Monday, September 23, 2019

Christmas is a time when even the keenest rower may have to face an extended leave of absence from home water. Family comes first and this year, we drove to Coleraine on the river Bann to spend the season with my wife’s family.

River-BannThe river Bann is 80 miles long making it the longest river in Northern Ireland. At Coleraine, the river is tidal and the water only has four miles more to flow before joining the Atlantic Ocean via Portstewart.

This an enticing river. Its water winds calmly through the town flowing under bridges both new and old. Despite being tidal, and being in a part of the country known for challenging conditions, the river often displays a glassy peacefulness that’s just too tempting for a travelling oarsman. Add to that the fact that Bann Rowing Club has bred champions since its inception and currently boasts a few national and international rowers, and you’ll understand why this “RTB on Tour” simply had to get down and meet the club.

Luckily my brother-in-law is well-known to the club as he runs a wine merchants and hosts several fun-raising wine tastings a year. So, a quick phone call later and I was invited to join the club for its Boxing Day scratch regatta.


Bann Rowing club operates from a tiny two-tunnel boat house under the Water Margin Chinese restaurant near the town centre. I pitched up at 10.45 am to join various members who’d turned up to race in random scratch crews – drawn from a hat.

The members and coaches in particular were all super-friendly and welcoming. Six coxed quad crews were drawn and I was to race in the first of two heats. As the morning unfolded, members told me about the representative honours this tiny club had earned, both past and present. Alan Campbell, a four-time Olympian and bronze medal winner at London 2012 arrived with his family. Richard Chambers, three-time Olympian might have come home for the row too. It seemed there were national and international rowers everywhere. This wasn’t to be a simple scratch race!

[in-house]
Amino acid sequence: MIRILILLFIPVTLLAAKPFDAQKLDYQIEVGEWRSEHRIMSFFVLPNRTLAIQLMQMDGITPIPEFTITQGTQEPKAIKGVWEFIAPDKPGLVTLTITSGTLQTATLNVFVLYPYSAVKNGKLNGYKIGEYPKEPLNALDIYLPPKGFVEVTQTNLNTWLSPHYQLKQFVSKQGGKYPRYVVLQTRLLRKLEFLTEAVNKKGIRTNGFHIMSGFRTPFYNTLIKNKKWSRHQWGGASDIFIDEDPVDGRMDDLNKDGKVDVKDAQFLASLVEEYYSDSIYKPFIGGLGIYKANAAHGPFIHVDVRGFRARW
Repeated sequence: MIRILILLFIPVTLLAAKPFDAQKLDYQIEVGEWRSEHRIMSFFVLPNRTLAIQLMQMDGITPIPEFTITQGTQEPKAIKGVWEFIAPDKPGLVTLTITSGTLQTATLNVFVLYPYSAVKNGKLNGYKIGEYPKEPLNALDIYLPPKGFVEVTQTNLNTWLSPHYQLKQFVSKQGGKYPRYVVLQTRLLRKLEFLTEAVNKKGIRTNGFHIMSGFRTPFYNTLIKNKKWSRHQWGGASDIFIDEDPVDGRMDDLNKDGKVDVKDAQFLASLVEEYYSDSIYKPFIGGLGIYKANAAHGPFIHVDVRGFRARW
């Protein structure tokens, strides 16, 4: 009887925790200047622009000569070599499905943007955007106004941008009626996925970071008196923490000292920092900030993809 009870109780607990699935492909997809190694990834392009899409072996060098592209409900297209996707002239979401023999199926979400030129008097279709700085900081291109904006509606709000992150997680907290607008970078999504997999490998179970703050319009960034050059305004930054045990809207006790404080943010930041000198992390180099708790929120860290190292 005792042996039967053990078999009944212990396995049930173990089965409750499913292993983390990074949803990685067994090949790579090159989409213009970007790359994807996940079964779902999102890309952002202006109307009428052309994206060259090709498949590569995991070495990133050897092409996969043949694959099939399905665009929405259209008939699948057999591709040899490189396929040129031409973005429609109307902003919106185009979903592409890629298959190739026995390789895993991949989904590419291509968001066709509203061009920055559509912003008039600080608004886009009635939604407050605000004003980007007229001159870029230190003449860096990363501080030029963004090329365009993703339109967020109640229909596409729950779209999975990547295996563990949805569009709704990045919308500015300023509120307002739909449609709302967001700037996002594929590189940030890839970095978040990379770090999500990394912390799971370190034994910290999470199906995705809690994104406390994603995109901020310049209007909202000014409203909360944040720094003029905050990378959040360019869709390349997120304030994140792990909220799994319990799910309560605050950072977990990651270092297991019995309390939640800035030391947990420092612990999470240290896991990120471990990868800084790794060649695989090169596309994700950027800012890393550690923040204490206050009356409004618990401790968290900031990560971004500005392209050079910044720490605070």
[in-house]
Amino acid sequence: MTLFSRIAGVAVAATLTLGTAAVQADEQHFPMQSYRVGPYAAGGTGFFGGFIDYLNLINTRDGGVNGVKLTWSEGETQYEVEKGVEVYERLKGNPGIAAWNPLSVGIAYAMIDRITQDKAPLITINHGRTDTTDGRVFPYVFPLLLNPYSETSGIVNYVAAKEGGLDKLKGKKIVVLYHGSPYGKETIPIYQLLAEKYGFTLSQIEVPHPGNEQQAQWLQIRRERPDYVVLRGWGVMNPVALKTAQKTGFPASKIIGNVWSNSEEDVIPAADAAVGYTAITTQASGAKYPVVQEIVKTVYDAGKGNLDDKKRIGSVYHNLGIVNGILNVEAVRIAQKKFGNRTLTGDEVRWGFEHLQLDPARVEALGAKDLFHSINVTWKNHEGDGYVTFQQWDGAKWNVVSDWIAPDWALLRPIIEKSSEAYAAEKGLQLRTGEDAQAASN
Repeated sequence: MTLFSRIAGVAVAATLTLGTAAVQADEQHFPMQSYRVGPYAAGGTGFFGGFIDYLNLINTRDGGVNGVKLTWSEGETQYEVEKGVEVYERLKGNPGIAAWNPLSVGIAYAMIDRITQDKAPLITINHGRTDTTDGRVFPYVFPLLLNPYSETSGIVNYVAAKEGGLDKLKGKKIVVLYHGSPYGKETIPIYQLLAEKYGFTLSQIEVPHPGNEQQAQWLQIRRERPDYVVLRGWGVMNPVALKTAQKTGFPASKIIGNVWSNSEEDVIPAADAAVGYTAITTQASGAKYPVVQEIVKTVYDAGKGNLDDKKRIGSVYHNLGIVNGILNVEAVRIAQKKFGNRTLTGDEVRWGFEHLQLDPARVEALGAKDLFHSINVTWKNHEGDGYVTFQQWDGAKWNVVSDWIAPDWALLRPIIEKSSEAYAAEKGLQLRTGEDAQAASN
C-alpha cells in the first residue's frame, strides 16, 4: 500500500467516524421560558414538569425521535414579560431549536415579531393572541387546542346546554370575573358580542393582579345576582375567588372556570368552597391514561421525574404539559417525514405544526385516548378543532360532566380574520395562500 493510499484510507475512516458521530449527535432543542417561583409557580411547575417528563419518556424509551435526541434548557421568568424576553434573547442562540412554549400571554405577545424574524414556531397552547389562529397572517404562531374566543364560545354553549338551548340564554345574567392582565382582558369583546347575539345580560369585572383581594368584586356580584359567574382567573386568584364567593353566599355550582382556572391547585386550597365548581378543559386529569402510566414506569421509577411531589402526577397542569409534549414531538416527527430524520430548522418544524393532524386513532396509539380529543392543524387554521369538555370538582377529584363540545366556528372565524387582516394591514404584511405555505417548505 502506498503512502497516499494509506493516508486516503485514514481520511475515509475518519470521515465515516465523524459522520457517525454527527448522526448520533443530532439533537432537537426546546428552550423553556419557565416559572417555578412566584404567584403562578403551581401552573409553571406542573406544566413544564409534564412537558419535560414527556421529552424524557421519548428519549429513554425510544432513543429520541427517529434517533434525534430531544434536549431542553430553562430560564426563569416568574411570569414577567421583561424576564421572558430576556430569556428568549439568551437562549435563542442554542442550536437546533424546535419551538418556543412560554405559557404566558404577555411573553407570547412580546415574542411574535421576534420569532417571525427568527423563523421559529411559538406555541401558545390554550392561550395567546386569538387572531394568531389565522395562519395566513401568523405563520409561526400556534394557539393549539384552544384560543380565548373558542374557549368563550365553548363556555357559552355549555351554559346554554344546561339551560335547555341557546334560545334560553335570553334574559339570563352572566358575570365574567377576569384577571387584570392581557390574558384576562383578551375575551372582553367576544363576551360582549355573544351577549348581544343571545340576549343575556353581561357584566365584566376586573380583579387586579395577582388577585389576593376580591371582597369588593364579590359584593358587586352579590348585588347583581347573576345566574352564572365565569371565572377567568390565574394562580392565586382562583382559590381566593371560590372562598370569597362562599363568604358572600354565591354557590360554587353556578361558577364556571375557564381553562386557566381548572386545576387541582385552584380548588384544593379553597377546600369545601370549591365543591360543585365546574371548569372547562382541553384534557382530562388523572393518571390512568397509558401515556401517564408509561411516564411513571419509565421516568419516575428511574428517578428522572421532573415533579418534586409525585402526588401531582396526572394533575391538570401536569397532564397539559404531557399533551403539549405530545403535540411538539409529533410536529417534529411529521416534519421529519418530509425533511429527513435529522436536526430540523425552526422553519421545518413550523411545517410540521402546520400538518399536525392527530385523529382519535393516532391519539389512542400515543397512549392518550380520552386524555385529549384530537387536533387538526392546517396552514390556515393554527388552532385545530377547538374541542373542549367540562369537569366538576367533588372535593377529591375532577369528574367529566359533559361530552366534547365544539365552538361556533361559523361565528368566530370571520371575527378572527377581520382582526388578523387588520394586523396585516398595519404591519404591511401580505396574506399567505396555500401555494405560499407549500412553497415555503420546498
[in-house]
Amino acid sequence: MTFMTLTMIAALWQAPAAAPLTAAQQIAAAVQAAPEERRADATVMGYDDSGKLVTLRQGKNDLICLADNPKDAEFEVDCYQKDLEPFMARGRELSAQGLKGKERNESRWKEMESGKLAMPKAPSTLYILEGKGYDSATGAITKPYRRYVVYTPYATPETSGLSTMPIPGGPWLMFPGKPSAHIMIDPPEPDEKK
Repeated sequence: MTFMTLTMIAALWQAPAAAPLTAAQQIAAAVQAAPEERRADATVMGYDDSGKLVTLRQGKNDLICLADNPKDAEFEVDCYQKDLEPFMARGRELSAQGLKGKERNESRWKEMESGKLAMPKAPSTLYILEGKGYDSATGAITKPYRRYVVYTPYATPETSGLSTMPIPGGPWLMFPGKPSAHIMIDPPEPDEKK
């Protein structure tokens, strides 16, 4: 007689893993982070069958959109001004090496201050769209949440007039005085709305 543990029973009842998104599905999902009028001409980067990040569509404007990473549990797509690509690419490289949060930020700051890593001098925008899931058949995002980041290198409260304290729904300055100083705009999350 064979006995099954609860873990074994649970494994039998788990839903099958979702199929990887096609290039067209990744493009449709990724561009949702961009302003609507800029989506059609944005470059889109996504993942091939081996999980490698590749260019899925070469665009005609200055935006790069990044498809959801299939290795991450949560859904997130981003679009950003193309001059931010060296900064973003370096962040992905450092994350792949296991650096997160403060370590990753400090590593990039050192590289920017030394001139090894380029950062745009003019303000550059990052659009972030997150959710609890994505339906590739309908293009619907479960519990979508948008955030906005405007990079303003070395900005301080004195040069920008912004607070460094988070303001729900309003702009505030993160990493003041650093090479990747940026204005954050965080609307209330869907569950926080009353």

My crew consisted of three junior rowers and me. Seated in the three seat, and having to use both hands for once, I quickly realised that this was not going to be an easy run. Alan Campbell appeared at the start – thankfully in the Marshals boat – and after a short briefing, we were off.

I think we were striking around 42 off the start and I think we settled at 38-ish for the 400m to 500m course. I say think because I realised very quickly how seriously out of my depth I was. All I could do was try to keep up. All other thoughts were wiped from my mind. It was fast and furious. But, whether I managed to get any decent lock on to deliver any leg drive? Who knows. All I can say is that lactate flooded my quads quickly and my lungs were bursting. This hurt and hurt a lot. I suspect that ultimately, I let my crew mates down a little. The junior rowers at Bann seemed exceptionally well drilled and I know – because their coaches told me – that there’s a firm focus on technique before fitness or power. I’m fit and can put down a lot of power, but I lacked the finesse and style that a sculling boat demands.

I really enjoyed the row, but it reminded me that I’ve got a lot of work to do if I’m going to stand a chance of being selected for a Star quad in Budapest. I’ve got to take it one step at time. But, the road to Budapest is long and there are still plenty of early mornings and late evenings between now and then. It’s time to row the miles.

I hope to see some of Bann’s master rowers in the Irish composite squad which is making the trip to Budapest. They’re all very welcome to visit Star and take a trip out with us too. Thanks Bann RC – what a great fun day and what a cracking club.

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